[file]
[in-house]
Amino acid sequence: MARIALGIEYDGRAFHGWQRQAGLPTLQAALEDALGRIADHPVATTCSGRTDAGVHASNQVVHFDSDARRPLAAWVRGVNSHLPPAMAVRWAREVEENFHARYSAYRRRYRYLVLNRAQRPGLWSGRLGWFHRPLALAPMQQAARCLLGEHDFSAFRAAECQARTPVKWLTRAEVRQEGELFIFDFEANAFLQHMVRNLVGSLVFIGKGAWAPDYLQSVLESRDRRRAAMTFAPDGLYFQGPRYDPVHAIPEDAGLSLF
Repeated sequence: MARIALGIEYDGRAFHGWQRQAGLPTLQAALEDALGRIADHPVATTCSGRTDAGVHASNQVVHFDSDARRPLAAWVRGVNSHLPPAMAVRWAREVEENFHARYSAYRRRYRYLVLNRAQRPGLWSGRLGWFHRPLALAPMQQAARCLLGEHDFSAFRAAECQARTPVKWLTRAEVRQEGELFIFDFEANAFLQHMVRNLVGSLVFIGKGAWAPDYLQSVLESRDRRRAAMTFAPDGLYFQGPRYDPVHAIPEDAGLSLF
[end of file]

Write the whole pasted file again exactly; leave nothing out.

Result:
[in-house]
Amino acid sequence: MARIALGIEYDGRAFHGWQRQAGLPTLQAALEDALGRIADHPVATTCSGRTDAGVHASNQVVHFDSDARRPLAAWVRGVNSHLPPAMAVRWAREVEENFHARYSAYRRRYRYLVLNRAQRPGLWSGRLGWFHRPLALAPMQQAARCLLGEHDFSAFRAAECQARTPVKWLTRAEVRQEGELFIFDFEANAFLQHMVRNLVGSLVFIGKGAWAPDYLQSVLESRDRRRAAMTFAPDGLYFQGPRYDPVHAIPEDAGLSLF
Repeated sequence: MARIALGIEYDGRAFHGWQRQAGLPTLQAALEDALGRIADHPVATTCSGRTDAGVHASNQVVHFDSDARRPLAAWVRGVNSHLPPAMAVRWAREVEENFHARYSAYRRRYRYLVLNRAQRPGLWSGRLGWFHRPLALAPMQQAARCLLGEHDFSAFRAAECQARTPVKWLTRAEVRQEGELFIFDFEANAFLQHMVRNLVGSLVFIGKGAWAPDYLQSVLESRDRRRAAMTFAPDGLYFQGPRYDPVHAIPEDAGLSLF